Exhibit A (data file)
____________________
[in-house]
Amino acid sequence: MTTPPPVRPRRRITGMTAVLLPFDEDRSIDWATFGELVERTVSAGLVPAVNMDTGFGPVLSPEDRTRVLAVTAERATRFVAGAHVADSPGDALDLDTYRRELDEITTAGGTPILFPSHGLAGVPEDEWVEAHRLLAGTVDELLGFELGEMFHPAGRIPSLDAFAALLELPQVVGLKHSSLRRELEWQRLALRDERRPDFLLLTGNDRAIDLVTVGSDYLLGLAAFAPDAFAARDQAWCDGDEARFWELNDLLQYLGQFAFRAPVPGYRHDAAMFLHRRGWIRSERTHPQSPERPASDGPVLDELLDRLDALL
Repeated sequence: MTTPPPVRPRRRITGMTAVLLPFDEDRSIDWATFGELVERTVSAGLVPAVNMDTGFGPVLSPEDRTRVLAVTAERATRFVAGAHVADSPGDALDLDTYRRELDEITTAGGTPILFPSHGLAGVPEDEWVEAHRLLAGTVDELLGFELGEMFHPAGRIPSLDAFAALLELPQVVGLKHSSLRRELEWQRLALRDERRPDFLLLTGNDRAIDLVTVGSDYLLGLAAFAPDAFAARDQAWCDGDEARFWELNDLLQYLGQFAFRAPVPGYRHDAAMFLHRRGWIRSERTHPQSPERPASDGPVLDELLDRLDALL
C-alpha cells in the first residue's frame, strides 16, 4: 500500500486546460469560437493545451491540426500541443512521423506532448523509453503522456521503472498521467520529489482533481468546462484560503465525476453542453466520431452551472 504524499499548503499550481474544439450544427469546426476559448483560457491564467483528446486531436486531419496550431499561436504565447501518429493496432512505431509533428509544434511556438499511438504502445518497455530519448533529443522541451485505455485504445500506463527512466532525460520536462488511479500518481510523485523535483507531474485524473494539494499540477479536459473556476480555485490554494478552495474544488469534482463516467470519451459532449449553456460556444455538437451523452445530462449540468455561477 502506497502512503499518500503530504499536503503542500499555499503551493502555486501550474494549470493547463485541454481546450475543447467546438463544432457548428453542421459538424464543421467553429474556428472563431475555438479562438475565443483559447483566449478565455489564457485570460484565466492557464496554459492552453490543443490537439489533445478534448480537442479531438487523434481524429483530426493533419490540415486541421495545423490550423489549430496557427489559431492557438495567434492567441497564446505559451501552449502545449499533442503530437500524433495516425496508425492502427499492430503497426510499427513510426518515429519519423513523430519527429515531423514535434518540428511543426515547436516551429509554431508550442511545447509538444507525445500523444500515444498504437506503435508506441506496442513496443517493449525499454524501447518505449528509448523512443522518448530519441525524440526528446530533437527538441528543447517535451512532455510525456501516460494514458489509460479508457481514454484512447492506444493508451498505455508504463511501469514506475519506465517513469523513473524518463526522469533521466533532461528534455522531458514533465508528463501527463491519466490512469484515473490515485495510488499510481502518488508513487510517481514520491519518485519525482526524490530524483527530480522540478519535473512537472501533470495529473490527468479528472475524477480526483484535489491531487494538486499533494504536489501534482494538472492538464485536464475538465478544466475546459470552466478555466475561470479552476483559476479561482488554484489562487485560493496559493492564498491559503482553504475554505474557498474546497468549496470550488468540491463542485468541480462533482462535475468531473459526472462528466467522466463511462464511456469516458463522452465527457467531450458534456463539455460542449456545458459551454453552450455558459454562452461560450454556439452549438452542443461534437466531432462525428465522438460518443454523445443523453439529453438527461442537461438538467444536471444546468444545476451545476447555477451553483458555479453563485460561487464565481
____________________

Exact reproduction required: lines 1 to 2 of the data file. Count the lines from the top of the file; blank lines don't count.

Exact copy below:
[in-house]
Amino acid sequence: MTTPPPVRPRRRITGMTAVLLPFDEDRSIDWATFGELVERTVSAGLVPAVNMDTGFGPVLSPEDRTRVLAVTAERATRFVAGAHVADSPGDALDLDTYRRELDEITTAGGTPILFPSHGLAGVPEDEWVEAHRLLAGTVDELLGFELGEMFHPAGRIPSLDAFAALLELPQVVGLKHSSLRRELEWQRLALRDERRPDFLLLTGNDRAIDLVTVGSDYLLGLAAFAPDAFAARDQAWCDGDEARFWELNDLLQYLGQFAFRAPVPGYRHDAAMFLHRRGWIRSERTHPQSPERPASDGPVLDELLDRLDALL